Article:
A Brief History of Computer Networking
|Introduction. Now for a bit of background.
In the 1960s computers could very seldom communicate with each other.
When someone needed to move data from one computer to another it was done
via things like punch cards or magnetic tape. Even the formats for
these could be incompatible.
The US military, in particular, was very concerned about communications that could withstand war and espionage. The Department of Defense wanted networks that could function even if some connections were destroyed. ARPANet - Advanced Research Projects Agency Network came into being in connection with major research university infrastructures to bring such implementations into the rest of the world. ARPANet was built on two assumptions
From the start, there was no central authority which would make the network more vulnerable to attack in many ways. These beliefs resulted in a peer-to-peer networking philosophy. Data and information could travel in packets independently by any number of different paths through all kinds of linkages to their destination.
Distributed/Centralized Control. Think about how centralized authority/control actually makes any sort of operations more vulnerable to attack. Some classic "military" strategies are
There are obviously many others. But I think it is also the case that central control has a number of other disadvantages.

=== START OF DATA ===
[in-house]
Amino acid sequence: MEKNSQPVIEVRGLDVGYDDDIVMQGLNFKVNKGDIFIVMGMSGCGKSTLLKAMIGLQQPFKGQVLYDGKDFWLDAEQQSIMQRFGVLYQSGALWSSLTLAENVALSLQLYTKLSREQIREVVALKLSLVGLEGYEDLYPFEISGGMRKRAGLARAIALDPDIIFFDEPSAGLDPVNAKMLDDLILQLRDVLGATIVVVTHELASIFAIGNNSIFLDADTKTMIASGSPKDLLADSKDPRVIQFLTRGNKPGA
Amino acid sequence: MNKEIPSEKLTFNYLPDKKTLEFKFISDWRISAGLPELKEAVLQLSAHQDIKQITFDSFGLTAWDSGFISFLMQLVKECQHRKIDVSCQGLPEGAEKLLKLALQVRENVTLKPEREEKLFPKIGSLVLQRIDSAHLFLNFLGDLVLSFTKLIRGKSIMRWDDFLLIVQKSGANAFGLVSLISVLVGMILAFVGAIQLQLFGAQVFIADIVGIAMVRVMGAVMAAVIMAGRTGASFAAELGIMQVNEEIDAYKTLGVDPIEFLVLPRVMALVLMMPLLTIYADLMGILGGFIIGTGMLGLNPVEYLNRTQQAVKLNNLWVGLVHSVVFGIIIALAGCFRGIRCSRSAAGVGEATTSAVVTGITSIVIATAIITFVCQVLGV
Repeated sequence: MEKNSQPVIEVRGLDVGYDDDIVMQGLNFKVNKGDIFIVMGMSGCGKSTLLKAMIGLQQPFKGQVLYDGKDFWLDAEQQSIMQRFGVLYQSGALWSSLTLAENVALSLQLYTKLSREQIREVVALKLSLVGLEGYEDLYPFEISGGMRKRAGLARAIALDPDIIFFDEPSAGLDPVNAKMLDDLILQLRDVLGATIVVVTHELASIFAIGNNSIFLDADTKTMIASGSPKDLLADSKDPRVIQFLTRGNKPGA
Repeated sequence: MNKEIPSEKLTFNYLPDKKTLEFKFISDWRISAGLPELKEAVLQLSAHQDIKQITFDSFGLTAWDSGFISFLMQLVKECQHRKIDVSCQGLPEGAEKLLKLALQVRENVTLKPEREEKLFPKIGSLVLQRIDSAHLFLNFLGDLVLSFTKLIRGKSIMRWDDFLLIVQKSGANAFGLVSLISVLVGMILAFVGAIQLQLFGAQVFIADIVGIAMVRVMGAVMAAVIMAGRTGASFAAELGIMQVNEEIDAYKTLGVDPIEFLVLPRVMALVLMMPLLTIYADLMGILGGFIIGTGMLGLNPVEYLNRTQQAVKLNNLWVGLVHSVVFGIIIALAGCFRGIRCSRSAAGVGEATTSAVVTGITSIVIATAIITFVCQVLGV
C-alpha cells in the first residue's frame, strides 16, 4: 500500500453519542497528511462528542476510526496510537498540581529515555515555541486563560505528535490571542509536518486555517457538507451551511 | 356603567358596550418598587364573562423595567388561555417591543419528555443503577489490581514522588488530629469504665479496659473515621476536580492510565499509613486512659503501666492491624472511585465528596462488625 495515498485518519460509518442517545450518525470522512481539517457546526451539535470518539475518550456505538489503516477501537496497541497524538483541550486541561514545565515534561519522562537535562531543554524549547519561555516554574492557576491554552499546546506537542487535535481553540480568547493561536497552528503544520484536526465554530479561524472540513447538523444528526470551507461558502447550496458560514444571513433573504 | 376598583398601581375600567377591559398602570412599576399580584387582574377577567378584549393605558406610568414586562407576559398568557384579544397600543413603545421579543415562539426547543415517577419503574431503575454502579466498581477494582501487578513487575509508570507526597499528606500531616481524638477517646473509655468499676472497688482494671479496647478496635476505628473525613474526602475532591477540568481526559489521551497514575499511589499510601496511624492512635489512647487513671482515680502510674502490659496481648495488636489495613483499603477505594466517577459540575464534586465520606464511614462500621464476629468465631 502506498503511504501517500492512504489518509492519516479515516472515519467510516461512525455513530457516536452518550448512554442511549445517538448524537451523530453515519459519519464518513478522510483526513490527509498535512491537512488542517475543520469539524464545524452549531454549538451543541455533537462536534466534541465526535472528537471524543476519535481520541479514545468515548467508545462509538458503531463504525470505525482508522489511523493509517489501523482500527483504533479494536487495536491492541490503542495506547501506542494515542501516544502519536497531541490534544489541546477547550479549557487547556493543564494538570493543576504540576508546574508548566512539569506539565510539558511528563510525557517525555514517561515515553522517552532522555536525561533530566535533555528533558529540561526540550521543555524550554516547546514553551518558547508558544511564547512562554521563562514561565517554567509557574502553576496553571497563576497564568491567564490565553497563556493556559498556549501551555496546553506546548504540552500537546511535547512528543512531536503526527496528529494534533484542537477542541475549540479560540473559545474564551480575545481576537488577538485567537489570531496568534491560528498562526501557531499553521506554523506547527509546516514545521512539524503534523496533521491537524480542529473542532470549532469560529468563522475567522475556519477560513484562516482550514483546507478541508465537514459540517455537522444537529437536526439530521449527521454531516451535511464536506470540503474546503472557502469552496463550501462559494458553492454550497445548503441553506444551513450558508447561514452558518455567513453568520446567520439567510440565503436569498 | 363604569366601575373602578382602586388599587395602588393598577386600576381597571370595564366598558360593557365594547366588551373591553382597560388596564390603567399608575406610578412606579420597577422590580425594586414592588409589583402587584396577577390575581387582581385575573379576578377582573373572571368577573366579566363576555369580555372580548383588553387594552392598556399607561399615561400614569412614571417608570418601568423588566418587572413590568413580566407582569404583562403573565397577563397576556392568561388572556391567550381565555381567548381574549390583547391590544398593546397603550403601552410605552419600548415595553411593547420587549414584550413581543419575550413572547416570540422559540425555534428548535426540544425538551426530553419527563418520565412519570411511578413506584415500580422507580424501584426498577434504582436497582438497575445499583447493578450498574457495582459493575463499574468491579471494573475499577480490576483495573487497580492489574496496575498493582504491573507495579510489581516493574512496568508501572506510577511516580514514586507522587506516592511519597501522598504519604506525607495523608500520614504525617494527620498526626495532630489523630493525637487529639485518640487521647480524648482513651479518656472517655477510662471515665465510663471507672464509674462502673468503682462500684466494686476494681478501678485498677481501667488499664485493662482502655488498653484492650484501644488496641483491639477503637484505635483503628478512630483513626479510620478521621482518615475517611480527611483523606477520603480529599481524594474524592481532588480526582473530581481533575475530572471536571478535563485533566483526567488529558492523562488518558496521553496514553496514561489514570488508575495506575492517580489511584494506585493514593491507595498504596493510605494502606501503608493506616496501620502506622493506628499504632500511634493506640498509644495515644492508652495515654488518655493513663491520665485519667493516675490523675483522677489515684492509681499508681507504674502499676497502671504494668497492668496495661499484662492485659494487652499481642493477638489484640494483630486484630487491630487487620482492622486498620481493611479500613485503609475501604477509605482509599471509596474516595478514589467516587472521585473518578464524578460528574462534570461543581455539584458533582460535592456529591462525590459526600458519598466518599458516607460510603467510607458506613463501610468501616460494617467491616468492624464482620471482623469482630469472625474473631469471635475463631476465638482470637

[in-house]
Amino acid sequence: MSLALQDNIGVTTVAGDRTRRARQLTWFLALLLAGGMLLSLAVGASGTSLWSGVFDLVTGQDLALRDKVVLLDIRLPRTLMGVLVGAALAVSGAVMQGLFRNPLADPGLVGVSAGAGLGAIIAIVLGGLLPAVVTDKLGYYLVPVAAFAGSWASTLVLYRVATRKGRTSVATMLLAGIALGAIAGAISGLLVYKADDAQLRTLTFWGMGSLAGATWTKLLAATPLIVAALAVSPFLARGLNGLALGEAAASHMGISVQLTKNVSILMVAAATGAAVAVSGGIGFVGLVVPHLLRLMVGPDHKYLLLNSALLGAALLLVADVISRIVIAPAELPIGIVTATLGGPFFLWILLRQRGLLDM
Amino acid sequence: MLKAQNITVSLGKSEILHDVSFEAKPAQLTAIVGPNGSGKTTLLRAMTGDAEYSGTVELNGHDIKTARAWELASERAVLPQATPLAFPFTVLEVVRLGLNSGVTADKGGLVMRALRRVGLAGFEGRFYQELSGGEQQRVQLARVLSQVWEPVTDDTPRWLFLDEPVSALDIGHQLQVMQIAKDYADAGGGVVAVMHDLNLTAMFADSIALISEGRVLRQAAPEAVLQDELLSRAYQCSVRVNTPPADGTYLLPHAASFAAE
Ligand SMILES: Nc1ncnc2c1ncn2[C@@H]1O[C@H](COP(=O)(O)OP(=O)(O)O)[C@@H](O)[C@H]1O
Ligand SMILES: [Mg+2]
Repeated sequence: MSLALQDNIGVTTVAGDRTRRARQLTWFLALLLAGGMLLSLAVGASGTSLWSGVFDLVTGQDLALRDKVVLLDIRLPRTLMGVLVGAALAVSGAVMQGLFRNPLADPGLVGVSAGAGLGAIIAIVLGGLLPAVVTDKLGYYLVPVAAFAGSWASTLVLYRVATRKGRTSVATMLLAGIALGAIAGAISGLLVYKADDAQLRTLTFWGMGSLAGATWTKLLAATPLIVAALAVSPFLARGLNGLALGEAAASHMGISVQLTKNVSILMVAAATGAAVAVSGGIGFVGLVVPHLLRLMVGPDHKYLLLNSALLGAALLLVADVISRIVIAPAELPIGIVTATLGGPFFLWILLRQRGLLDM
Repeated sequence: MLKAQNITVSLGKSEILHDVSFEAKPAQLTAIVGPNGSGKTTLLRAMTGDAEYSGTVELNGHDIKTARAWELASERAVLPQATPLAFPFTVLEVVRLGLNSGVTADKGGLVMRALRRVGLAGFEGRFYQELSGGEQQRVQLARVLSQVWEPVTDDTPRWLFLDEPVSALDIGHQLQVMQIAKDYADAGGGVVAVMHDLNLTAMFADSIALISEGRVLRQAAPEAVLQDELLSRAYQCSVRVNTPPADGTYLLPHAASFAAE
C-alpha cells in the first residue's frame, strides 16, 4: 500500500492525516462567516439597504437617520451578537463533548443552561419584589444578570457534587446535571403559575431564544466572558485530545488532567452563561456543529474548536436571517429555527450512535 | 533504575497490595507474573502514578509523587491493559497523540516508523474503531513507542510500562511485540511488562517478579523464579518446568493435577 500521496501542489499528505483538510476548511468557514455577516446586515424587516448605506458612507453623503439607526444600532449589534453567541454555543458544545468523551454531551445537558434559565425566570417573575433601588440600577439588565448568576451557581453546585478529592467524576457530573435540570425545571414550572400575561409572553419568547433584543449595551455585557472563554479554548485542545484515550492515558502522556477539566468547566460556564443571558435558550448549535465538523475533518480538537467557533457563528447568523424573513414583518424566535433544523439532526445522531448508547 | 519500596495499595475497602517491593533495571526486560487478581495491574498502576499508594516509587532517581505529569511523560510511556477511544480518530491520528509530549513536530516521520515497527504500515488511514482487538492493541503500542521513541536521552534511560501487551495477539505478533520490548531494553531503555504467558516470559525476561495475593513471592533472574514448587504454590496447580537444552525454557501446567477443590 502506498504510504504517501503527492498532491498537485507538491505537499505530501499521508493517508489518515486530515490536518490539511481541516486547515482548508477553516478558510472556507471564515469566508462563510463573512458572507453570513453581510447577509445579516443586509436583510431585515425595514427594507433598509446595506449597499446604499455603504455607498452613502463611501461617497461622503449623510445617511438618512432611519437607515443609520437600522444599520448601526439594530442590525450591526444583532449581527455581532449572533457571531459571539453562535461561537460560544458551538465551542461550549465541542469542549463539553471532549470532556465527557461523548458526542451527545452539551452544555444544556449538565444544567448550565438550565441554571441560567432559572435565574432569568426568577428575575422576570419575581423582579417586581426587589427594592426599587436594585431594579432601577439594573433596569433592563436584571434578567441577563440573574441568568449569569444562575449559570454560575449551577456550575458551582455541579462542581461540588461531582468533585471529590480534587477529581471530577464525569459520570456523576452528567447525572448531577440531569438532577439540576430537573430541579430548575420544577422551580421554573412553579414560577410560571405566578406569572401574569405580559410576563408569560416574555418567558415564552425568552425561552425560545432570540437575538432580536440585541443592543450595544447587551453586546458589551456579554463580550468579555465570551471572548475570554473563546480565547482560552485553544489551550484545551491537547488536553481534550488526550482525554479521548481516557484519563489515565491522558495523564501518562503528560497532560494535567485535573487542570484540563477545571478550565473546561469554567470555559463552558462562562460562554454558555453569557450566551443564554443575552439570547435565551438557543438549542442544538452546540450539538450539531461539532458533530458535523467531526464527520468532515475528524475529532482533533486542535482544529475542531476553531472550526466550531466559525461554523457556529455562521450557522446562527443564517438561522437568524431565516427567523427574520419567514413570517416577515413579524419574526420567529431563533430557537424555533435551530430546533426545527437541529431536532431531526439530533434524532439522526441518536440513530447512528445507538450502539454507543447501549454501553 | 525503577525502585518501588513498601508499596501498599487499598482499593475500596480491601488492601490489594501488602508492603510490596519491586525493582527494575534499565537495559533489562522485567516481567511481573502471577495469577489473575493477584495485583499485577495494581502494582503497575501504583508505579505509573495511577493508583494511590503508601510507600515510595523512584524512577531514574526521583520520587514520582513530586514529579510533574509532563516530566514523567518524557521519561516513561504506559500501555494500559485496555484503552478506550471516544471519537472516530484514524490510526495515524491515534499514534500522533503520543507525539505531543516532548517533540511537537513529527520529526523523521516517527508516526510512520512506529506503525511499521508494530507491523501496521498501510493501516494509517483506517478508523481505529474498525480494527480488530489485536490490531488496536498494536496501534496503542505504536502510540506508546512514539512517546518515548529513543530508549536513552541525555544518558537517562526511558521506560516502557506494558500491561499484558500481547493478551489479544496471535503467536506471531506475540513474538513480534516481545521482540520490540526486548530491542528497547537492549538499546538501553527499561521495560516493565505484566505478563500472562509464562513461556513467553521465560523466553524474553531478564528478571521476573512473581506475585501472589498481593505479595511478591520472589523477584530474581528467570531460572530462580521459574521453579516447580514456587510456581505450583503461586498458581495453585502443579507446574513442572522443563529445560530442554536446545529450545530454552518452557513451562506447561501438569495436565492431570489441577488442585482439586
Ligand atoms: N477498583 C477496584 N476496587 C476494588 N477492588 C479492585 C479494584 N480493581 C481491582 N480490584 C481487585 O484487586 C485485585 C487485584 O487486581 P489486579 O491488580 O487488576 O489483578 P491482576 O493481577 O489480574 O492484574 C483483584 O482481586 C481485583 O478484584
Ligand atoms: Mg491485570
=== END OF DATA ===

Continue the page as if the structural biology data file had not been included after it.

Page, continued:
Obviously, as more central control is exerted all of these issues increase in vulnerability.
As we will see throughout the semester, how much centralized control should be used is an issue of much complexity. Unfortunately, it seems to always be at its worst when "authorities" are least willing to examine and consider how much control they do and should exert.
But considering how much we see individuals striving to exert centralized control, it is obvious that it has its advantages, at least for some people.
But, distributed control has its advantages and disadvantages. We will get into this to varying extents throughout the semester. But some of the advantages for developing more distributed systems are given in the following list.
What we will see in practice is that
But these are issues that we will discuss in much more detail over the entire semester.